Brigit's Gift of Plenty (an Irish tale)
March 16, 2003
Now Brigit -- the woman who was to become St. Brigit of Ireland -- was born at sunrise on the first day of spring, and what a lovely day it was, and what a special and generous child she was. The angels, they say, baptized her, giving her the name Brigit because it means "fiery arrow," and oh, she was a quite a girl, with spirit and a determination to do good. Whenever she saw something she could make better, she set her mind to it, and in that determination, there was a kind of wondrous power.
Brigit's mother was no princess. No, she was a servant girl, and that is what Brigit grew up to be, too, but the angels and the Druids knew she was a special child. As a child, she owned a white cow with red ears. That set her apart from the rest from the very beginning. Like Brigit, her cow was pure and good, and the milk she gave tasted sweeter than any other milk in Ireland. But it was not only Brigit's cow that was special; she had a special way with all animals. Also, everything she touched seemed to grow and increase, and in this way Brigit helped many people in Ireland.
Brigit used her power for good to help others, and many tell the tale of the ways she worked. Brigit is said to have woven the first piece of cloth in Ireland, and her cloth had the power to heal. She helped to increase farmers' crops and flocks, and nurtured the birds and beasts, and helped the poor.
Once, when she had grown to young womanhood, Brigit went to her father's house to stay awhile. She did not often spend her time with him, for he had become annoyed with her years earlier when she tried to give away all his possessions to the poor. But her father was a decent man, and Brigit looked after him well on her visit, as she had looked after so many others.
One evening her father came to her with a sackful of wheat and a basket of bacon. "Take care to cook this well," her father said. "We have an important guest coming to supper tonight, and I want him to share a special meal."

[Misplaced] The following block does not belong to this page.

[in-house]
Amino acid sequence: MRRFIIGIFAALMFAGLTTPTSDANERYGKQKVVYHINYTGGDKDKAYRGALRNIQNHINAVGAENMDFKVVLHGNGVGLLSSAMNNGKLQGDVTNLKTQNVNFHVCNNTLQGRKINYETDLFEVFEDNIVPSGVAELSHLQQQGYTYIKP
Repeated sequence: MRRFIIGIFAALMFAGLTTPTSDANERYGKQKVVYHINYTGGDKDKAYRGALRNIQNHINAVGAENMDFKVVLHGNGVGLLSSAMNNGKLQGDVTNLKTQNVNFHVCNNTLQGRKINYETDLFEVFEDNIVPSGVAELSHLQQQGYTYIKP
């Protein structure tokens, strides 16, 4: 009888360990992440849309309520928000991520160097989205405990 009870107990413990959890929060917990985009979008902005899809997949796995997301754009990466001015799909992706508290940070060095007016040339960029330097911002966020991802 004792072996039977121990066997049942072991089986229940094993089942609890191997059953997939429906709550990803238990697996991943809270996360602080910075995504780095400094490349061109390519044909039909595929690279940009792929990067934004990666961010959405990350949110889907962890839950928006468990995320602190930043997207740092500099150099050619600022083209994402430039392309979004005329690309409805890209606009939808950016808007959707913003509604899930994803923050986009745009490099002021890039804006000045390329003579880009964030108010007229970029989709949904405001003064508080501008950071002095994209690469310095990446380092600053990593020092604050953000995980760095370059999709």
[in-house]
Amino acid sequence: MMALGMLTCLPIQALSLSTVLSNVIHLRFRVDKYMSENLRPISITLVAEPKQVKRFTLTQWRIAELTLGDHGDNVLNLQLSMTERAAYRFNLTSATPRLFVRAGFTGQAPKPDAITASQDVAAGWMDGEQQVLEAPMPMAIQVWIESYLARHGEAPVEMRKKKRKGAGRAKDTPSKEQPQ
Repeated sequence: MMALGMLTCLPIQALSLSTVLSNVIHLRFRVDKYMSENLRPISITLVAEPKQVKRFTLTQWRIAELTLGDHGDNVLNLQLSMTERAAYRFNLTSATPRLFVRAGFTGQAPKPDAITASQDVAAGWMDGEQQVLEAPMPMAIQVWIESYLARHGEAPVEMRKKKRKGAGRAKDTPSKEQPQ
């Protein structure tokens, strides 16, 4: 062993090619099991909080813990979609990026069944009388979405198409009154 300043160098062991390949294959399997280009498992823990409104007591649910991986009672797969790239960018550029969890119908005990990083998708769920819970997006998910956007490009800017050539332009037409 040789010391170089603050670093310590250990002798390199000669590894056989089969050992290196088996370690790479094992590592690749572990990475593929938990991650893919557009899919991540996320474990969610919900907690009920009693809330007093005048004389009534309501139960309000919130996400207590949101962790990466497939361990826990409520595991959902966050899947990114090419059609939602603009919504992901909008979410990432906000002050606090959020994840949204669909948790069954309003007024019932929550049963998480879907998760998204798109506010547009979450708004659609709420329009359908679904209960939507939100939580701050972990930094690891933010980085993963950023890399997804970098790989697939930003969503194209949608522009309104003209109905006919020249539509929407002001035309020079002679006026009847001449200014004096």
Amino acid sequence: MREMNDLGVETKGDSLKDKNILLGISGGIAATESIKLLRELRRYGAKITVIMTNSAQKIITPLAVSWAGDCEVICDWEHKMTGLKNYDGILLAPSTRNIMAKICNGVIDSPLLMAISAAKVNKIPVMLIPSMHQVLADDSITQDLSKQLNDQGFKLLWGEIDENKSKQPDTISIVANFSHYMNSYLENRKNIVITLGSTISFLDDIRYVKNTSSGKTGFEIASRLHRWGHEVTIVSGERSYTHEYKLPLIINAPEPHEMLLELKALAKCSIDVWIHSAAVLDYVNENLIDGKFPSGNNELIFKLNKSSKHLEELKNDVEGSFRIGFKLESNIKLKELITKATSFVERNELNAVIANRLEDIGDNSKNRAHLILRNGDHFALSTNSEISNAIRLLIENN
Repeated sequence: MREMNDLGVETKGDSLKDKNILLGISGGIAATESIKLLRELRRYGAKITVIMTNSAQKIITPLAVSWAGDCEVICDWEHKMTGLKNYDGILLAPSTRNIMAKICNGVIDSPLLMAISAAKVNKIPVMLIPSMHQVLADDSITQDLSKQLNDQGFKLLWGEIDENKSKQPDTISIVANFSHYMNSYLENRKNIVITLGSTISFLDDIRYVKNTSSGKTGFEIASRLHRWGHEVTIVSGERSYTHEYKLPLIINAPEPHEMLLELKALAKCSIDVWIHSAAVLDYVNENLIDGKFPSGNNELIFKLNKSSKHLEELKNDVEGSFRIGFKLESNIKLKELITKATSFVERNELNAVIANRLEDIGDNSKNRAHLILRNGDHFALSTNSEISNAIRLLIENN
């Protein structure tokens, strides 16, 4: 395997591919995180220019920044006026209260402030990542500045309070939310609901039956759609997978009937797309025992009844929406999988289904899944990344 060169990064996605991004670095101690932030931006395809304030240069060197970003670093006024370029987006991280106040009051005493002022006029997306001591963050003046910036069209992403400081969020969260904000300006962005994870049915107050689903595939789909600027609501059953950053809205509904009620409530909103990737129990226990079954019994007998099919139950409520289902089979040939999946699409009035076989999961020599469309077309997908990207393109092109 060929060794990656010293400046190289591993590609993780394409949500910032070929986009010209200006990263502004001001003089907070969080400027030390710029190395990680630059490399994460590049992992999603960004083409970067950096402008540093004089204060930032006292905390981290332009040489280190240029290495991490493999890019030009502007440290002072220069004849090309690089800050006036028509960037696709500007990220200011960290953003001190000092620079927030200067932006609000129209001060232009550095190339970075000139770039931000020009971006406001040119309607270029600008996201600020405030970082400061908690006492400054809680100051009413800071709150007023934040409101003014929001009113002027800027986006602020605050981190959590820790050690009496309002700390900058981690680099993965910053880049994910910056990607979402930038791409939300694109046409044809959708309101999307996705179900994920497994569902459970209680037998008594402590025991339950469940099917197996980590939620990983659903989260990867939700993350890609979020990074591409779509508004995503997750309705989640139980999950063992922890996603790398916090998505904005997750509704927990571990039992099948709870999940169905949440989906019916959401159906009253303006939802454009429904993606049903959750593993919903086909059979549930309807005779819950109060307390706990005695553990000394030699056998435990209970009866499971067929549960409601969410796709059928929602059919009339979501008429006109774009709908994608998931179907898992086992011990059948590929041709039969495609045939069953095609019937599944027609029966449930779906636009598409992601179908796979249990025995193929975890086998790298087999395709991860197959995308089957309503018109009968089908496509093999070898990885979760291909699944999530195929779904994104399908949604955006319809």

"Of course, father," Brigit said, and peering into the basket, she saw five thick slices of bacon -- quite a treat. "Don't worry, father; I shall fry this bacon till it is sizzling and crisp, and I will serve your friend a meal such as he has never known."
Her father had come to have great faith in his daughter, and leaving her to her work, he set off for an afternoon walk through the woods.
While Brigit was preparing the supper, she heard a sound at the back door. There was scratching, followed by the most pitiful whimpering. She rushed to the door, and there she saw the skinniest, sorriest hound she had ever seen. His coat was rough, and his ribs showed through, and Brigit's heart broke at the sight of him.
"Come in, come in," she said to the poor creature, who, sniffing the air and smelling the aroma of cooking bacon, limped inside.
"Here then," Brigit said, and she handed the hound a thick piece of bacon.
Oh, you can imagine his joy at the taste of such a treat. He swallowed it in a gulp, and Brigit was certain she could see him smile. She patted his back, and feeling the ribs, she cringed. "You must have more," she said, and she handed him another slice, which he gobbled down.
The poor old hound sighed and licked his lips. Brigit could not stop herself and reached into the pan and handed the dog a third slice of bacon. He swallowed this one, too.
Naturally, she fed every piece of that bacon to the starving creature, and fed him other food as well, and when he was full, he licked her hand, slipped outside and fell into a peaceful sleep at the back door. Brigit returned to her tasks.
Just then her father returned from his walk in the woods. "Daughter," he said, "how is the meal?" And he looked into the pan, and sure enough there were five sizzling slices of bacon, as if Brigit had never taken any away. This was her special gift, to create abundance.
"Now we shall sit down to eat," her father said, and went to summon his guest. When they were gathered at the table, the guest turned to Brigit and said, "You did not see me in the yard earlier?"
"No sir," she said.
"Ah, well, I watched you as you fed that poor, starving hound, and I see that you are a special woman. You taught me about generosity as you worked," He looked at his friend, Brigit's father, and lifted the plate of bacon as a salute to Brigit.
"This will be for the hound," he said, and her father agreed, for they could see the miraculous power of a generous heart.
Tell Me A Story was awarded both the 2006 Parents' Choice Honors Award for story telling and the 2008 National Association of Parenting Publications Gold Medal. To search inside the book click here. To purchase the CD. For more on the author and illustrator, click here.